Other times, farmers used the opportunity to weigh in on my research to show a side of themselves I wouldn’t have otherwise thought to ask about. After hearing me explain that I was particularly interested in young people farming outside the norm in Iowa, one small grain and livestock farmer interrupted me excitedly to say, “Yeah! We’re the other! Are you using Edward Said?” It turns out he had a social science graduate degree from his previous life and had been pondering this exact topic. Another small-scale farmer, who was struggling with feeling out of step with her extended family’s focus on commodity grain production, said she would be interested in learning about the diverse motivations and life paths that lead young people from different backgrounds to start farming. Of course, I also heard project suggestions that were beyond my research abilities or interests. Several farmers suggested consumer-focused studies that would elucidate what drove people to start shopping at farmers’ markets. Others were mostly curious about agronomic questions.
Some farmers also used these conversational spaces to call attention to questions of food justice. Sarah, with whose quote I began this piece, wanted to make sure that my dissertation didn’t shy away from the role of slave labor in American agriculture. Other farmers drew parallels between their small plots and agriculture in developing countries. They expressed feeling solidarity with smallholders around the world, recognized the international markets for most of Iowa’s products, and wondered how I might theorize these similar-but-different nodes in the global food system.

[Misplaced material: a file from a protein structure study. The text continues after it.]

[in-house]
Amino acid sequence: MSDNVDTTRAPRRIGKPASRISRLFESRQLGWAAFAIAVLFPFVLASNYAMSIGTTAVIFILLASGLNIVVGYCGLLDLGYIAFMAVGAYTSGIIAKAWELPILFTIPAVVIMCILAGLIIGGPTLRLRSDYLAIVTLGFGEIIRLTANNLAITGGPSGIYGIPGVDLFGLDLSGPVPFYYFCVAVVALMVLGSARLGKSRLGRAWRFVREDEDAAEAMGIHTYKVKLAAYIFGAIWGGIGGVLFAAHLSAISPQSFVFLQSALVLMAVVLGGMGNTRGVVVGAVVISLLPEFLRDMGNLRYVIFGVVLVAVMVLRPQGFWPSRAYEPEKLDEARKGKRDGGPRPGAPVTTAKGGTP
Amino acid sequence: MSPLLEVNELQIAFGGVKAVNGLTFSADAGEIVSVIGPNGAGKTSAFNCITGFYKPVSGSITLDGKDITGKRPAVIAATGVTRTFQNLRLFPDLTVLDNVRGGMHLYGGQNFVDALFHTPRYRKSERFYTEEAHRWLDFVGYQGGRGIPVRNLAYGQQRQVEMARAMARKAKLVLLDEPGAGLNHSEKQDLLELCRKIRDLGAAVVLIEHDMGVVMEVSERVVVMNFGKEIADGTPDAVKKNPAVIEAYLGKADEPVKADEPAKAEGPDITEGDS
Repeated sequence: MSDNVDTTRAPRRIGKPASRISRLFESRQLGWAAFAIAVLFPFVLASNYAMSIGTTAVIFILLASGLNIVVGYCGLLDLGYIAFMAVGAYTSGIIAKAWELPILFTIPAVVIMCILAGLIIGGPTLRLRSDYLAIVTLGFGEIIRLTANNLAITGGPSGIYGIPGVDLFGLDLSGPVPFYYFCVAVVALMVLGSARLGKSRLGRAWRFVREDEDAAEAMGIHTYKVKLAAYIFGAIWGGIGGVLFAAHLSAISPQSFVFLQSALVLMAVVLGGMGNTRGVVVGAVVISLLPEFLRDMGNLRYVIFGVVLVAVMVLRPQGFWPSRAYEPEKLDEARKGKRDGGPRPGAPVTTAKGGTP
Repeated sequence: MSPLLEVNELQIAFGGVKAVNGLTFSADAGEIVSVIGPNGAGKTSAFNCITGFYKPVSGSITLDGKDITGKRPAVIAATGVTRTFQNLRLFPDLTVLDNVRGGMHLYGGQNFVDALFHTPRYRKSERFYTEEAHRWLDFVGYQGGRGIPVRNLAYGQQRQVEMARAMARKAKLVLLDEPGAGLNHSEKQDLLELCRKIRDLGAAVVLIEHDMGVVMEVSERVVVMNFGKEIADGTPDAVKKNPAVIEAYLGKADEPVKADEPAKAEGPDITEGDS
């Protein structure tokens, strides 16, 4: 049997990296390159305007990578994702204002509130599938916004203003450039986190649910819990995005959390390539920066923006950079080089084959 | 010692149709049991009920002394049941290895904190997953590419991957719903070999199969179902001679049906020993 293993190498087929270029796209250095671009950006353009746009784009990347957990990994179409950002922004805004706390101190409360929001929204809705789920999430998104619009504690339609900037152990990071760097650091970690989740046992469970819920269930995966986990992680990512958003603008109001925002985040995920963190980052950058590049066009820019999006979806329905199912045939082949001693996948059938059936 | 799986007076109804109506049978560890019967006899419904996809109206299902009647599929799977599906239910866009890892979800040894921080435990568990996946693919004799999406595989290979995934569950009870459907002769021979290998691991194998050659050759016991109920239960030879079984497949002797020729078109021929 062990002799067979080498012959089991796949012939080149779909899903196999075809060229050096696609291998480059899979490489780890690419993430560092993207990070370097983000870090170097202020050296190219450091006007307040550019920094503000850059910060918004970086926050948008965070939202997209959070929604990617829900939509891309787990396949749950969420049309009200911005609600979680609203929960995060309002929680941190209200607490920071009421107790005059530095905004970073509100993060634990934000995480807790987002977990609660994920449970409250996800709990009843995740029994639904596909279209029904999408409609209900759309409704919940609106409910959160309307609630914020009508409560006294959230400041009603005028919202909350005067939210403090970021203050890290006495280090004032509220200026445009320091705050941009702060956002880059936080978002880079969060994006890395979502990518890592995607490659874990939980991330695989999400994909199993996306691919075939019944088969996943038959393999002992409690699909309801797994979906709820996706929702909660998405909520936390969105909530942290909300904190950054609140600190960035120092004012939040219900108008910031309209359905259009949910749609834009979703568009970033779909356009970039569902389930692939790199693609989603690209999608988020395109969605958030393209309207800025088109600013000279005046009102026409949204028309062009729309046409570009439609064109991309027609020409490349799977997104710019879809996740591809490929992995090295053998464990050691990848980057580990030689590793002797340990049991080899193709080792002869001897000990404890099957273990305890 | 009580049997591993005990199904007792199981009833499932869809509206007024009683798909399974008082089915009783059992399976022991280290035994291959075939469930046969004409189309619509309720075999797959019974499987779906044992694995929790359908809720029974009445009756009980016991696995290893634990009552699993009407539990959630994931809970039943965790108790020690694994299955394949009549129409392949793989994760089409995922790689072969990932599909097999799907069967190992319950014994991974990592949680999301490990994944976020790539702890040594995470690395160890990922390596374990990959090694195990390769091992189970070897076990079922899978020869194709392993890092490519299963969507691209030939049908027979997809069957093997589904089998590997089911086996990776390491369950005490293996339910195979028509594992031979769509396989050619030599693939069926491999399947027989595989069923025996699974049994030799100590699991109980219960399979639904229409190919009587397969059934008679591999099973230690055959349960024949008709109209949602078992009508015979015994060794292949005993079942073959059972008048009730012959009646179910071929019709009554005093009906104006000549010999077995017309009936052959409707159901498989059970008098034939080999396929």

All the farmers with whom I work have different life histories and different priorities for their businesses. Asking them what they thought I should be studying during my pilot study proved to be a surprisingly useful method, not only to solicit meaningful research questions, but also to get to know them beyond the research guide. Even after my project objectives were settled, I continued these open-ended conversations about what an ethnographic inquiry might be able to illuminate about a livelihood more often studied through online surveys and soil samples during my full fieldwork. I always found that farmers had insightful opinions on what questions merited investigation. People know what is important in their own lives, and creating space for them to flip the interview made for more interesting, dynamic research.
Andrea Rissing ([email protected]) is a PhD candidate in the Department of Anthropology at Emory University.
Cite as: Rissing, Andrea. 2017. “Flipping the Field.” Anthropology News website, December 18, 2017. doi: 10.1111/AN.720